This Week's Program: Tuesday, January 8, 2019

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From December 10 through December 22, 2018, the Bogota-based international human rights organization DeJusticia hosted its Second Global Workshop for Indigenous Leaders in the Ecuadorian Amazon, specifically in the Kichwa territory of Sarayaku, on the banks of the Bobonasa River. For more than a week, up to 15 Indigenous activists from Latin America, Africa, and Asia gathered alongside members of the Sarayaku community to discuss strategies of resistance to extractive industries, intransigent governments, and militarization in their territories. Along with comprehensive discussions about international law, the issue of prior consultation, and Indigenous rights within national and global contexts, workshop participants engaged in media production, storytelling, and spiritual reflections. The overall objective is to build a worldwide network of resistance and solidarity in a time of political, economic and ecological crisis. 

One of the workshop participants was Media Scholar and Producer MARIO MURILLO, who is a veteran community radio practitioner and currently serves as the Vice Dean of the Lawrence Herbert School of Communication. MARIO has been a guest as well as a Guest Host on “First Voices Radio” on various occasions; and he prepared a series of audio montages about this latest experience with the Sarayaku of Ecuador, featuring the voices, the ambient sounds and the music that makes the Living Jungle — the Kawsak Sacha — come alive.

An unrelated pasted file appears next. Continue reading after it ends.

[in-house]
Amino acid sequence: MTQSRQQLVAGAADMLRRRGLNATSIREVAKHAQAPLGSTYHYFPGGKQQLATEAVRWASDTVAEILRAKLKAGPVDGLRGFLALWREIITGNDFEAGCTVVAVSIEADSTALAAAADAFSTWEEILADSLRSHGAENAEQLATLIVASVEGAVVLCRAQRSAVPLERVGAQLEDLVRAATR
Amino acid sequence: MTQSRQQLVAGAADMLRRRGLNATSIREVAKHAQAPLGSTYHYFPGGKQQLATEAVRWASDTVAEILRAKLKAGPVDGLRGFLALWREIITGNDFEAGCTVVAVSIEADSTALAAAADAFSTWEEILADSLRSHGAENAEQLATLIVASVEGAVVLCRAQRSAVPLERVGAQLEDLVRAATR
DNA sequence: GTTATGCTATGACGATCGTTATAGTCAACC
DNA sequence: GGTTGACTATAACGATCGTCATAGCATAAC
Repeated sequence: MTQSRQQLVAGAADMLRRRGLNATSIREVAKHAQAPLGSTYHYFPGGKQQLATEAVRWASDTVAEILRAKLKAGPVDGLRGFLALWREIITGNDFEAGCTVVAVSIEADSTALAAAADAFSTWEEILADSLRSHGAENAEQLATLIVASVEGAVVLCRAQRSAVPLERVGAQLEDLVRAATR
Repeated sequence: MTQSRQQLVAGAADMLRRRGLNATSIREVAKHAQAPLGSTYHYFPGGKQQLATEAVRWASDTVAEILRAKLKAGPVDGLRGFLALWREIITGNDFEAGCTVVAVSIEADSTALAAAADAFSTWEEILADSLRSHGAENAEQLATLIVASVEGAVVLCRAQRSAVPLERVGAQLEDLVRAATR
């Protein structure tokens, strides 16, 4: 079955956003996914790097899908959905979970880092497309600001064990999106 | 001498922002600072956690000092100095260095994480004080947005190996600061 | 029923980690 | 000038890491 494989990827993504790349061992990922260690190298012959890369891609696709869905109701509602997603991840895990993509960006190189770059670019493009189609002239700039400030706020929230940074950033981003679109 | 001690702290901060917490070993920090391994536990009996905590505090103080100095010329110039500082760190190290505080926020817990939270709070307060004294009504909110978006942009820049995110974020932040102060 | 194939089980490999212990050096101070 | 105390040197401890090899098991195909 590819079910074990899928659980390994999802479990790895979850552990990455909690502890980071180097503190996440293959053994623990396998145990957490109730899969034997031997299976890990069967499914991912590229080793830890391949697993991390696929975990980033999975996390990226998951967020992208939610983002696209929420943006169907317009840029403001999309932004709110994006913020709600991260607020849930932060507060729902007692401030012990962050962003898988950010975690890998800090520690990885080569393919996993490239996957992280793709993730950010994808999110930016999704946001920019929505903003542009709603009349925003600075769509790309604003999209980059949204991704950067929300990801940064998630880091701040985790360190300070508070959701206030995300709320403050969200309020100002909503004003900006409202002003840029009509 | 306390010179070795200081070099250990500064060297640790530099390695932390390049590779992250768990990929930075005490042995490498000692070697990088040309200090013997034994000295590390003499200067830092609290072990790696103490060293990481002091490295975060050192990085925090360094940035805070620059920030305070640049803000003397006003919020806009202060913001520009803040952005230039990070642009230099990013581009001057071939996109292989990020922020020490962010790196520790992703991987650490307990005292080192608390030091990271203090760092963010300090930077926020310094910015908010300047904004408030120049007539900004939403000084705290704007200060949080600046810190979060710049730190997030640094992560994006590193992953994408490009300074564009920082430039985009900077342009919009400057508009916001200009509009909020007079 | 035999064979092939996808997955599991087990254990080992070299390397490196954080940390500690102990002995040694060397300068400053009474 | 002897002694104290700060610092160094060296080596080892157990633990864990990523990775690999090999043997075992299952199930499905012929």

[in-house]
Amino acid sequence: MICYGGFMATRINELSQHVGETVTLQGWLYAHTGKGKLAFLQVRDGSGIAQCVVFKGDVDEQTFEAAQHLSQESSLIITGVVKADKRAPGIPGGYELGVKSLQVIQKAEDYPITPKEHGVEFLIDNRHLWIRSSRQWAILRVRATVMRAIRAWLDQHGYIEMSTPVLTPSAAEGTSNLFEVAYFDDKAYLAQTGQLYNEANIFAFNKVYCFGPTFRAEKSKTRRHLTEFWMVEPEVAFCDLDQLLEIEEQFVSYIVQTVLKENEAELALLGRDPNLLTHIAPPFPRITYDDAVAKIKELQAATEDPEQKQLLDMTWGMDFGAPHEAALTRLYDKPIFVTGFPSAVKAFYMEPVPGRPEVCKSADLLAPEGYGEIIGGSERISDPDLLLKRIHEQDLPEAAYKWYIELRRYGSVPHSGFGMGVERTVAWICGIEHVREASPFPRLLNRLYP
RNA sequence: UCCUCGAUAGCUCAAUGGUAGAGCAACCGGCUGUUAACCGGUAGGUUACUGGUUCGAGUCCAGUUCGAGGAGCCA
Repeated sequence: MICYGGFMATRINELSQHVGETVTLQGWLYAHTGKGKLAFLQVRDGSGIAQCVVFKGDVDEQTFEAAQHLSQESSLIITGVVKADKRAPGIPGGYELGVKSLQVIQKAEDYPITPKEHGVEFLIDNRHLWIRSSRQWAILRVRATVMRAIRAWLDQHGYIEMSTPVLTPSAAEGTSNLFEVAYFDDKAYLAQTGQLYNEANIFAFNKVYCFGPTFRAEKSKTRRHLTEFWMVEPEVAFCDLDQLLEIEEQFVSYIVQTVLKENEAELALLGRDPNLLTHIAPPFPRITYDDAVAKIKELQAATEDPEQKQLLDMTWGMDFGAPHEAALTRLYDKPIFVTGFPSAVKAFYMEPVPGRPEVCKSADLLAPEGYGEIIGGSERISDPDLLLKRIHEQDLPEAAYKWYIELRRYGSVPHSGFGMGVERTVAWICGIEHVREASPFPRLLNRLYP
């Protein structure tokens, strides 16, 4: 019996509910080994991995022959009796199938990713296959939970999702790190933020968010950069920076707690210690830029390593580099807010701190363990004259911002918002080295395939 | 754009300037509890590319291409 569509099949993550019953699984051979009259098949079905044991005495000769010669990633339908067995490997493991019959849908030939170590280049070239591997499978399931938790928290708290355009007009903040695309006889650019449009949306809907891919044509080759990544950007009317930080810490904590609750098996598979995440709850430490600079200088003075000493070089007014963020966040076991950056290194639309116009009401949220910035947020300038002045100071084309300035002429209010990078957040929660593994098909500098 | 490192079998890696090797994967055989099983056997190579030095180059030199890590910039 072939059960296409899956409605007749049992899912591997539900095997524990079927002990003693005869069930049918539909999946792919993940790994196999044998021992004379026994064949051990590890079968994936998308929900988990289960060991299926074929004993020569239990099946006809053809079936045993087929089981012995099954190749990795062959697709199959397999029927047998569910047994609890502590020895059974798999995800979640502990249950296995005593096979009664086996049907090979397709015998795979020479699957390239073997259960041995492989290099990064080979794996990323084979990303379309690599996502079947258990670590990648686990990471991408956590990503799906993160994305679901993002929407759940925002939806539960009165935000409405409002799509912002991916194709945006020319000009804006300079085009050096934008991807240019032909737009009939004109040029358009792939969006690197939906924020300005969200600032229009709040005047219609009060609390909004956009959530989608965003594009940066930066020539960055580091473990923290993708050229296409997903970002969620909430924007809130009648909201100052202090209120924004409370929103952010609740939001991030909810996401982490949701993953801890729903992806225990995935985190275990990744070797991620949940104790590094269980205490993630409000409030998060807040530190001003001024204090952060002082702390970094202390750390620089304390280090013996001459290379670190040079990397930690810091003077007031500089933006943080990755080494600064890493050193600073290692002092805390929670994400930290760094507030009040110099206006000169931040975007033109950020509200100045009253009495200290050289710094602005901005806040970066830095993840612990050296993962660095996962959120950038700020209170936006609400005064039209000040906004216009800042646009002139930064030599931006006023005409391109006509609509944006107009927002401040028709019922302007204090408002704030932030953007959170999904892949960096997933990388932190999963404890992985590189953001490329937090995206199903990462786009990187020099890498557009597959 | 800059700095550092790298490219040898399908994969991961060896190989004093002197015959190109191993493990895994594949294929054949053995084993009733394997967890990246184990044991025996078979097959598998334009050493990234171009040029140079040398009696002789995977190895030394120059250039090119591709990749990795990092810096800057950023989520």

Featured are: Trenton Casillas-Bakeberg (Lakota), one of the workshop participants; Jose Gualinga, Sarayaku leader; Yaku Feliz Guateri, director for International Relations of the Sarayaku who gives us the history of the Sarayaku’s role in the national movement for Indigenous rights in Ecuador; songs by Yaku Feliz Guateri (who says, along with community activism, his music is his second weapon in defending the community); and Cesar Rodriguez, director of DeJusticia. Rodriguez explains the concept behind holding the workshop in Sarayaku territory, and how this global network of resistance and solidarity continues to expand.